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Archive for October 10th, 2012

Guillermo Arguello worked for Guggenheim Investments, a conglomerate of entities of uncertain purpose. Mr. Guggenheim struck up a business relationship with another corporation, Netrostar, that was intended to be symbiotic: Guggenheim Investments would share customer lists and provide financing, while Netrostar would provide web development work to the Guggenheim entities.

Times got tough at Netrostar, and Arguello, who performed some small bookkeeping services for the company, was asked to help bail it out.

First, Arguello spent $24,000 on a used Alfa Romeo that was needed — for some odd reason — to keep Netrostar alive, and sold it to the company in exchange for a note.

In addition, Arguello cosigned Netrostar credit card debt in excess of $35,000.

At the end of 2007, Arguello was still owed $21,000 on the Alfa Romeo note, and he was justifiably getting antsy with his precarious position as creditor of a dying corporation. As a result, Mr. Guggenheim worked up an agreement by which Netrostar would pay Arguello an additional $2,000 towards the note, and then Arguello would “forgive” the remaining $19,000 balance in exchange for his release as cosigner of the credit card debt.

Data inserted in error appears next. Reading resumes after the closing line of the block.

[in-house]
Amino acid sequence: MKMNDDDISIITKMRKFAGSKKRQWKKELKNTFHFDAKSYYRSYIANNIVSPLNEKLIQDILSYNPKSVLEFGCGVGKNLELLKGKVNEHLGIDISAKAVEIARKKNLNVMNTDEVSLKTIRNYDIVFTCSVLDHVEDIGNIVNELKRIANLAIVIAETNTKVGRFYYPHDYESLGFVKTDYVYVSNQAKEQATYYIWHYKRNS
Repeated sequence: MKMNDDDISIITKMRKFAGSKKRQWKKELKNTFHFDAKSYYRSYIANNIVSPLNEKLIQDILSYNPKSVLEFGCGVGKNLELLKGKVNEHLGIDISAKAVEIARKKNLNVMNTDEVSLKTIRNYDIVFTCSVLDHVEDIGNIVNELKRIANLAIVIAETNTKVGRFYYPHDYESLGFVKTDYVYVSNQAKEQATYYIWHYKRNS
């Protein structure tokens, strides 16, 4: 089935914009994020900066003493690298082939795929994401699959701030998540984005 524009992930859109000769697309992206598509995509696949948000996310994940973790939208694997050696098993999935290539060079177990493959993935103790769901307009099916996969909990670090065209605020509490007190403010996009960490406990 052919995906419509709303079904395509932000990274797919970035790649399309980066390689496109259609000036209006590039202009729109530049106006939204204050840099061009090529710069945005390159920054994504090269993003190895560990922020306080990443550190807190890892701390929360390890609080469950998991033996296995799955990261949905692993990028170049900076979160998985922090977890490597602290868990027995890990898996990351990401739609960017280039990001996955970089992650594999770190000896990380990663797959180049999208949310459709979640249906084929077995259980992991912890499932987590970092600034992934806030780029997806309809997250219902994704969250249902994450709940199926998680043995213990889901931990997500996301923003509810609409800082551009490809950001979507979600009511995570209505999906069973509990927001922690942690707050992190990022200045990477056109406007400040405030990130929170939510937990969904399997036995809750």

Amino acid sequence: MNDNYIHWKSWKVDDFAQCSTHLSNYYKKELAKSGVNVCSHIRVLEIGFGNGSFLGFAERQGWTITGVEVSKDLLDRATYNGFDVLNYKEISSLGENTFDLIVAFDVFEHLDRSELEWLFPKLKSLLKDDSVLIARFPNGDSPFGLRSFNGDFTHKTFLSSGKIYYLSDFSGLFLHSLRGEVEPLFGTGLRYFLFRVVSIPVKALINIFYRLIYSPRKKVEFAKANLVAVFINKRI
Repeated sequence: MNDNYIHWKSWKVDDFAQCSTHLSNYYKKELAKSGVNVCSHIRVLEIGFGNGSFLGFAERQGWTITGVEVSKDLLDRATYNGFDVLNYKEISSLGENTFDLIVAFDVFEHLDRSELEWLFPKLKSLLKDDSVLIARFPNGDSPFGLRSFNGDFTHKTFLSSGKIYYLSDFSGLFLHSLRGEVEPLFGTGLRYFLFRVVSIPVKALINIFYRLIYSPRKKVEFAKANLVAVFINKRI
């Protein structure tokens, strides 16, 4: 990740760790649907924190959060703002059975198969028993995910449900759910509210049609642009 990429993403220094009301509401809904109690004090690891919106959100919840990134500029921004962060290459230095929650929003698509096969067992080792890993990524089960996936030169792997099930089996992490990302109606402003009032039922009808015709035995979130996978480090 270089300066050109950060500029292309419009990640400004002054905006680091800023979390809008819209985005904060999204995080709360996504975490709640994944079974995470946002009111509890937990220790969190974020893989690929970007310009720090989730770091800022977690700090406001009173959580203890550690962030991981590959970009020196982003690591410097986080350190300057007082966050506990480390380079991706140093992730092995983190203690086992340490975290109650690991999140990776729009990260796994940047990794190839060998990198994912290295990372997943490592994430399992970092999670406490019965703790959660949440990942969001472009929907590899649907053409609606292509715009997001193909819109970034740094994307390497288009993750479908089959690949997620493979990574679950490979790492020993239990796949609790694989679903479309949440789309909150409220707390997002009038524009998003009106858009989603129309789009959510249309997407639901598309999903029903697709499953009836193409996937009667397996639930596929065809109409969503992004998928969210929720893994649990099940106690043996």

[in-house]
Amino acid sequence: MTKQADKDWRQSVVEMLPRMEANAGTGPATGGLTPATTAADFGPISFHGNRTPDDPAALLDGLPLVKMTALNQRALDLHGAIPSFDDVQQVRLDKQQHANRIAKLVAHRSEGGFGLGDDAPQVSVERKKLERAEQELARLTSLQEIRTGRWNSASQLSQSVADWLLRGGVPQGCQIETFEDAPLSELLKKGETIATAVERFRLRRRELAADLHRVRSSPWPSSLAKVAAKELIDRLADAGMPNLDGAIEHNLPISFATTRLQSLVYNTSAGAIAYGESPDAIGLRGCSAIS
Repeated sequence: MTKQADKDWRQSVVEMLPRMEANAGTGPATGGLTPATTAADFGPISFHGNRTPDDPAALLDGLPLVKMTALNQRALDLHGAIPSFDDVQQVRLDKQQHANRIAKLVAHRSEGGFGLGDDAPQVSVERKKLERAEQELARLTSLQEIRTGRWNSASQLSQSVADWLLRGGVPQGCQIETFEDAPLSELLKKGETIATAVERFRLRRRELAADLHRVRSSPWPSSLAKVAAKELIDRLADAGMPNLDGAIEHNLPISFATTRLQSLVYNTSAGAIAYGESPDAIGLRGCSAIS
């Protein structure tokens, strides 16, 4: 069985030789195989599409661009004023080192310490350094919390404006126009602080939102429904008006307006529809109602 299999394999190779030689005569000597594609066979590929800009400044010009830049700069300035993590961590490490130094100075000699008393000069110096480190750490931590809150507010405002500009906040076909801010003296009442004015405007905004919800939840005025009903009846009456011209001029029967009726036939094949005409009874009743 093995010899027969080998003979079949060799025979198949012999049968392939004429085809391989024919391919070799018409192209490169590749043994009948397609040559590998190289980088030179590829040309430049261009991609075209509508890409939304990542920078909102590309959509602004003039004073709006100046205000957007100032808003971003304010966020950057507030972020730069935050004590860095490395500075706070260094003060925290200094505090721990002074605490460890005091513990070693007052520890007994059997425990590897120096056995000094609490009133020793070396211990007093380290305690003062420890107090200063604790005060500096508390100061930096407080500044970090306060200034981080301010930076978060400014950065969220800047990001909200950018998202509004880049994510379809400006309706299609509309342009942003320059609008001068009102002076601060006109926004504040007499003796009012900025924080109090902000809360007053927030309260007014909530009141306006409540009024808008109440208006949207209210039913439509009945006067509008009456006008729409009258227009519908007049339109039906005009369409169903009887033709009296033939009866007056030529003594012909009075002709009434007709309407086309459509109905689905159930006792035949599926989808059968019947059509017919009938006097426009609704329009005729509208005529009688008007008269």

On his 2007 tax return, Arguello claimed a worthless debt deduction of $19,000. The IRS promptly denied the debt, arguing that it had not become worthless during 2007.

Relevant Law

Under Section 166, a taxpayer is entitled to a deduction for a debt, business or nonbusiness, that becomes wholly or partially worthless during the taxable year. There is no standard test for determining worthlessness; whether and when a ebt becomes worthless depends on all the facts and circumstances.[i] In general, the year of worthlessness must be established by identifiable events constituting reasonable grounds for abandoning any hope of recovery.[ii]

The Tax Court concluded that Arguello’s receivable from Netrostar did not become worthless during 2007, primarily because the debt was not forgiven due to Netrostar’s inability to pay, but rather in exchange for getting Arguello off the hook for this co-signed credit card debt:

We cannot assume, and do not find, that as of the close of 2007, Netrostar’s financial condition, although shaky, prompted petitioner to relinquish his rights to collect the balance on the note. The evidence shows, and we find, that the debt was extinguished not so much on account of Netrostar’s ability or inability to pay, but rather pursuant to an arrangement that allowed petitioner to avoid potential liabilities in connection with the credit card accounts.

The court summarized its decision thusly:  “A debt is not worthless where the creditor for considerations satisfactory to himself voluntarily releases a solvent debtor from liability.”

The takeaway lesson, of course, is that in today’s economy, where debts are being forgiven left and right, when you are on the creditor side there is a distinction between a debt becoming uncollectible and simply forgiving the debt in exchange for some form of noncash consideration. Under the tax law, the debtor must establish that the debt has become wholly or partially worthless in order to secure a bad debt deduction.